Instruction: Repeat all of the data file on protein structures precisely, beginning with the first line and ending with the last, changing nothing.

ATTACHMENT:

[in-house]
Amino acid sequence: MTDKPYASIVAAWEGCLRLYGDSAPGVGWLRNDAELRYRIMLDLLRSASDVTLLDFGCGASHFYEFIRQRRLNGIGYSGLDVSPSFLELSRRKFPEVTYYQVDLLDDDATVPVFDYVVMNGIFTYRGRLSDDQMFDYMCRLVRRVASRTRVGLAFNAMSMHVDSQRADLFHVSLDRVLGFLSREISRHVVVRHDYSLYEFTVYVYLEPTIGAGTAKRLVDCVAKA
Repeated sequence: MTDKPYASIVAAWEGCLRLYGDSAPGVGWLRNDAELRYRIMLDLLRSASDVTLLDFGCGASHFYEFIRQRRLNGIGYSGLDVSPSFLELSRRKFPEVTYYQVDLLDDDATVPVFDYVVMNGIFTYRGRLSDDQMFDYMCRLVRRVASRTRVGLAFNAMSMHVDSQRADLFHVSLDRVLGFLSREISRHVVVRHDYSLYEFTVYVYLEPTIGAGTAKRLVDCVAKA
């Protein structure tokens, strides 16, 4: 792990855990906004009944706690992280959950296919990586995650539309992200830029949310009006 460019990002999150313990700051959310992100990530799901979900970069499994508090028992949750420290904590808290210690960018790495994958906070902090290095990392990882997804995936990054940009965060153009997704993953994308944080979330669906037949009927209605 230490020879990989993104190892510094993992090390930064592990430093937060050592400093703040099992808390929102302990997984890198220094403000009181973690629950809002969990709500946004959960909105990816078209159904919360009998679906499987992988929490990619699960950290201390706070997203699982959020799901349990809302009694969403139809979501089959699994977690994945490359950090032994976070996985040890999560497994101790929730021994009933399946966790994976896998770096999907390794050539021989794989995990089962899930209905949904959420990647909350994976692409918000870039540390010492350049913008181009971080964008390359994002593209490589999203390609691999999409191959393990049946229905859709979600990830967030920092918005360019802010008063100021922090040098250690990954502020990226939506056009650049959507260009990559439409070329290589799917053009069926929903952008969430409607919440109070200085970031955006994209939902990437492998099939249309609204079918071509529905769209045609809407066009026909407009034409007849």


[in-house]
Amino acid sequence: MTDKPYASIVAAWEGCLRLYGDSAPGVGWLRNDAELRYRIMLDLLRSASDVTLLDFGCGASHFYEFIRQRRLNGIGYSGLDVSPSFLELSRRKFPEVTYYQVDLLDDDATVPVFDYVVMNGIFTYRGRLSDDQMFDYMCRLVRRVASRTRVGLAFNAMSMHVDSQRADLFHVSLDRVLGFLSREISRHVVVRHDYSLYEFTVYVYLEPTIGAGTAKRLVDCVAKA
Repeated sequence: MTDKPYASIVAAWEGCLRLYGDSAPGVGWLRNDAELRYRIMLDLLRSASDVTLLDFGCGASHFYEFIRQRRLNGIGYSGLDVSPSFLELSRRKFPEVTYYQVDLLDDDATVPVFDYVVMNGIFTYRGRLSDDQMFDYMCRLVRRVASRTRVGLAFNAMSMHVDSQRADLFHVSLDRVLGFLSREISRHVVVRHDYSLYEFTVYVYLEPTIGAGTAKRLVDCVAKA
């Protein structure tokens, strides 16, 4: 792990855990906004009944706690992280959950296919990586995650539309992200830029949310009006 460019990002999150313990700051959310992100990530799901979900970069499994508090028992949750420290904590808290210690960018790495994958906070902090290095990392990882997804995936990054940009965060153009997704993953994308944080979330669906037949009927209605 230490020879990989993104190892510094993992090390930064592990430093937060050592400093703040099992808390929102302990997984890198220094403000009181973690629950809002969990709500946004959960909105990816078209159904919360009998679906499987992988929490990619699960950290201390706070997203699982959020799901349990809302009694969403139809979501089959699994977690994945490359950090032994976070996985040890999560497994101790929730021994009933399946966790994976896998770096999907390794050539021989794989995990089962899930209905949904959420990647909350994976692409918000870039540390010492350049913008181009971080964008390359994002593209490589999203390609691999999409191959393990049946229905859709979600990830967030920092918005360019802010008063100021922090040098250690990954502020990226939506056009650049959507260009990559439409070329290589799917053009069926929903952008969430409607919440109070200085970031955006994209939902990437492998099939249309609204079918071509529905769209045609809407066009026909407009034409007849």